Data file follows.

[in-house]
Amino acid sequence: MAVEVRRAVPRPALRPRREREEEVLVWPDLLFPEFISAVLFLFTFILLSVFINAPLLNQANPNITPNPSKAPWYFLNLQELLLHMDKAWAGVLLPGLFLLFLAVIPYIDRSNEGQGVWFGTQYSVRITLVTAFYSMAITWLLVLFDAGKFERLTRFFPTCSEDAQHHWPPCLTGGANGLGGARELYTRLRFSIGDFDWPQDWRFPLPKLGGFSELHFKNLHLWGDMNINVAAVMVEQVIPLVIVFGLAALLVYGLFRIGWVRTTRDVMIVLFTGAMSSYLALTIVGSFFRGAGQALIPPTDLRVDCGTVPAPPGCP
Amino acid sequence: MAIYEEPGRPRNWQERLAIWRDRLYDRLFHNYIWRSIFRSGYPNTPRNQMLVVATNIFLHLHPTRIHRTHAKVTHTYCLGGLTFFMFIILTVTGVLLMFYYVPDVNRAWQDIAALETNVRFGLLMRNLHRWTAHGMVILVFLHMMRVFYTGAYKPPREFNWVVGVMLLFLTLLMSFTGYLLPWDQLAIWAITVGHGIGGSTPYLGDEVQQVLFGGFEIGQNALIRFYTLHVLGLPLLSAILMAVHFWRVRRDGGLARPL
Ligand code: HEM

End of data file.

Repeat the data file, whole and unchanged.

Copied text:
[in-house]
Amino acid sequence: MAVEVRRAVPRPALRPRREREEEVLVWPDLLFPEFISAVLFLFTFILLSVFINAPLLNQANPNITPNPSKAPWYFLNLQELLLHMDKAWAGVLLPGLFLLFLAVIPYIDRSNEGQGVWFGTQYSVRITLVTAFYSMAITWLLVLFDAGKFERLTRFFPTCSEDAQHHWPPCLTGGANGLGGARELYTRLRFSIGDFDWPQDWRFPLPKLGGFSELHFKNLHLWGDMNINVAAVMVEQVIPLVIVFGLAALLVYGLFRIGWVRTTRDVMIVLFTGAMSSYLALTIVGSFFRGAGQALIPPTDLRVDCGTVPAPPGCP
Amino acid sequence: MAIYEEPGRPRNWQERLAIWRDRLYDRLFHNYIWRSIFRSGYPNTPRNQMLVVATNIFLHLHPTRIHRTHAKVTHTYCLGGLTFFMFIILTVTGVLLMFYYVPDVNRAWQDIAALETNVRFGLLMRNLHRWTAHGMVILVFLHMMRVFYTGAYKPPREFNWVVGVMLLFLTLLMSFTGYLLPWDQLAIWAITVGHGIGGSTPYLGDEVQQVLFGGFEIGQNALIRFYTLHVLGLPLLSAILMAVHFWRVRRDGGLARPL
Ligand code: HEM